“MATRIMONY.— A Private Gentleman, aged 24, entirely independent, whose disposition is not to be exceeded, has lately lost the chief of his family by the hand of Providence, which has occasioned discord among the remainder, under circumstances most disagreeable to relate.  To any female of respectability, who would study for domestic comfort, and willing to confide her future happiness in one every way qualified to render the marriage state desirable, as the advertiser is in affluence; the lady must have the power of some property, which may remain in her own possession.  Many very happy marriages have taken place through means similar to this now resorted to, and it is hoped no one will answer this through impertinent curiosity, but should this meet the eye of any agreeable lady, who feels desirous of meeting with a sociable, tender, kind, and sympathising companion, they will find this advertisement worthy of notice.  Honour and secrecy may be relied on.  As some little security against all applications, it is requested that letters may be addressed, (post Paid) to A. Z. care of Mr. Foster, Stationer, No. 68, Leadenhall Street, which will meet with the most respectful attention.”

This advertisement received more than forty letters in response, one of which was from a woman named Mary Moore.  She and William Corder were married a week later.  A short time after, Mary discovered that, before placing his matrimonial advertisement, her new husband had brutally murdered his last lover and buried her body in a barn.  Corder was tried, convicted, and ultimately executed for his crimes.  In subsequent years, this sensational case, known as the Red Barn Murder, was used by many as an example of the terrible fiends one might find at the other end of a matrimonial advertisement.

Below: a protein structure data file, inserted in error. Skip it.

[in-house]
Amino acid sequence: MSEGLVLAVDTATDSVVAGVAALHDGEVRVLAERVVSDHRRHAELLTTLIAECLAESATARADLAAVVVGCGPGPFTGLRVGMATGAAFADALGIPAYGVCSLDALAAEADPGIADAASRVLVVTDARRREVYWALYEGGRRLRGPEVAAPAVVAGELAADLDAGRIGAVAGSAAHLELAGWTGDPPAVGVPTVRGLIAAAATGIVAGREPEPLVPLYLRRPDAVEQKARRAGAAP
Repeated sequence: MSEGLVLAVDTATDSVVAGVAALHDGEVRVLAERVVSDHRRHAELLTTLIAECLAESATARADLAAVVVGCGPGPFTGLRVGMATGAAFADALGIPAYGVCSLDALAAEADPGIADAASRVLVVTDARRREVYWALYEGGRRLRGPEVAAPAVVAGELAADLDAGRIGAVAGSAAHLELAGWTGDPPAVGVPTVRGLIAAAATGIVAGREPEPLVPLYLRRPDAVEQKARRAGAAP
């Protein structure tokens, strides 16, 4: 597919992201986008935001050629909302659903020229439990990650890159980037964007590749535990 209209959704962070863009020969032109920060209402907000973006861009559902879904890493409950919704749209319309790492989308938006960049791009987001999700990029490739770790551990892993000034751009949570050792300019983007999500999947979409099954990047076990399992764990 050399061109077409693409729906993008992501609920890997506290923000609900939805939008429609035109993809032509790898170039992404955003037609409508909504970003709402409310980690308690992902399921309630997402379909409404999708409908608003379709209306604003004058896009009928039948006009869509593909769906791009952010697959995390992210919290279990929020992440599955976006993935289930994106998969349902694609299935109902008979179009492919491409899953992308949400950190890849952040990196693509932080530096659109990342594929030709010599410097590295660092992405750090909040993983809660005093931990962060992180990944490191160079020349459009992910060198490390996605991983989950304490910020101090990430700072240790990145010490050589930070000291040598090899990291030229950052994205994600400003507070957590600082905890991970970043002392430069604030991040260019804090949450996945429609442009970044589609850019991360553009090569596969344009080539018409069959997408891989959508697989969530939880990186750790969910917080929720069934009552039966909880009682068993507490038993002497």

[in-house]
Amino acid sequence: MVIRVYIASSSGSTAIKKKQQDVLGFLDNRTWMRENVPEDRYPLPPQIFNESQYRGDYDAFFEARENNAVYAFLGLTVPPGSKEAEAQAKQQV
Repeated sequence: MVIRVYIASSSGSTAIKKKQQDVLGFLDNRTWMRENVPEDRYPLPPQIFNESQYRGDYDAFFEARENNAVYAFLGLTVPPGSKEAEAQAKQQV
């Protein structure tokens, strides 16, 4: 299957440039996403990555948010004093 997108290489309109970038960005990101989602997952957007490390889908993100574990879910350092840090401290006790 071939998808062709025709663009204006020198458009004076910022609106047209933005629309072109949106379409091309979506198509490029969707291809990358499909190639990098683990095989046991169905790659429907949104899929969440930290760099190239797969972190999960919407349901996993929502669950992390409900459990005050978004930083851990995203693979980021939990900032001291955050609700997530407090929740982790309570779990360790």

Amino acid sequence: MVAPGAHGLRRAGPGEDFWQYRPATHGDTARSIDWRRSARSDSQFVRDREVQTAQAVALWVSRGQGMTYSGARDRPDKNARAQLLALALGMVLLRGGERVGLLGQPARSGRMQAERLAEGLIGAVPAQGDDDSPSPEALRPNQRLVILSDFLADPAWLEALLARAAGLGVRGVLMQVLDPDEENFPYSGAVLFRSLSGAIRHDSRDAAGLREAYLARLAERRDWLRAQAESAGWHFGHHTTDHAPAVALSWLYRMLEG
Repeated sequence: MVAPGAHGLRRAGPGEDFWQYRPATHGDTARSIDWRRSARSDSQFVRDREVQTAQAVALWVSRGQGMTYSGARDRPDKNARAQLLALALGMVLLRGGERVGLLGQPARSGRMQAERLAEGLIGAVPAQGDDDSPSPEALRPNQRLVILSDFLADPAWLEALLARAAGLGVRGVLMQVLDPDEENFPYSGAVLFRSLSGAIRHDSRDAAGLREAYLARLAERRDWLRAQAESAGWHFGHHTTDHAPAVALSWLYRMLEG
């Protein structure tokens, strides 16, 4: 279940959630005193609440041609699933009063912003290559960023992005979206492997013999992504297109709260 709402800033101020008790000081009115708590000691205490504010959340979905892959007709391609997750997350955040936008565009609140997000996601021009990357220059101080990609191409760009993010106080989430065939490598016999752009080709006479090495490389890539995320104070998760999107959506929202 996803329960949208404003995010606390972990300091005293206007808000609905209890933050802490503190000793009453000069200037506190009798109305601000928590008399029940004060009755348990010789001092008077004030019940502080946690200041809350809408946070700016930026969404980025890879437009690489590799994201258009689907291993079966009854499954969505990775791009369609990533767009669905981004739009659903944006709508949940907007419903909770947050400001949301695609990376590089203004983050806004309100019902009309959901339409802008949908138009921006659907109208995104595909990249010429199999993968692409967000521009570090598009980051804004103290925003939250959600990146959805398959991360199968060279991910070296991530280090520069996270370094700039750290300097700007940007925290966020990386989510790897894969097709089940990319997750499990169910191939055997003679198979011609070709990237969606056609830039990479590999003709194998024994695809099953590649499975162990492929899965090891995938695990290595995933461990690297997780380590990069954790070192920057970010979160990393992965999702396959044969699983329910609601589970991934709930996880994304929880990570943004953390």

But despite incidences of misrepresentation and outright villainy, matrimonial advertisements only gained in popularity as the century progressed.  Advancing into the Victorian era, matrimonial specialty magazines emerged.  With titles like the Matrimonial News and the Matrimonial Intelligencer (to name a few), these publications were wholly dedicated to the subject of marriage.  This did not mean that newspaper advertisements had fallen by the wayside.  In fact, matrimonial advertisements were still printed in abundance in most newspapers of the day, including those newspapers geared toward a particular religious audience.  An example of this can be seen in the below advertisement from an 1854 edition of the Catholic Telegraph:

Catholic Telegraph, June 10, 1854.

Catholic Telegraph, June 10, 1854.

Religion was an important consideration in many matrimonial advertisements.  In the following advertisement from an 1892 edition of the Kent and Sussex Courier, a “good looking bachelor” seeks a Christian widow or spinster.

Kent and Sussex Courier, November 11, 1892.

Kent and Sussex Courier, November 11, 1892.

In a similar matrimonial advertisement from the 1894 edition of the Derbyshire Courier, an “affectionate” spinster seeks a “high principled Christian gentleman” with a “sympathetic nature.”  I found this advertisement somewhat poignant – perhaps because the lady mentions her loneliness.

Derbyshire Courier, November 13, 1894.

Derbyshire Courier, November 13, 1894.

Not only were matrimonial advertisements a way for isolated individuals to connect with potential mates, they were an economical alternative to the balls, parties, and expensive entertainments that one must usually attend when seeking a spouse.  Of course, the traditional way of finding a husband or wife was in no danger of being supplanted anytime soon, but it’s nice to know that those in the 19th century who lacked family, friends, and great fortune, still had a means of making meaningful connections.


Works Referenced or Cited in this Article

Foster, George.  Foster’s Trial of William Corder for the Murder of Maria Marten.  London: George Foster, 1828.

“Matrimony.”  Catholic Telegraph.  June 10, 1854.

“Matrimony.”  Derbyshire Courier.  November 13, 1894.

“Matrimony.”  Kent and Sussex Courier.  November 11, 1892.

“Matrimony.”  Morning Post.  December 19, 1822.

“Matrimony.”  Morning Post.  June 25, 1823.

“Matrimony.”  Morning Post.  November 27, 1811.

Phegley, Jennifer.  Courtship and Marriage in Victorian England.  Santa Barbara: ABC-CLIO, 2012.

M. Y. Some Remarks on Matrimonial Advertisements Being an Inquiry into their Use and Abuse. London: Sedding and Turtle, 1832.


© 2015-2017 Mimi Matthews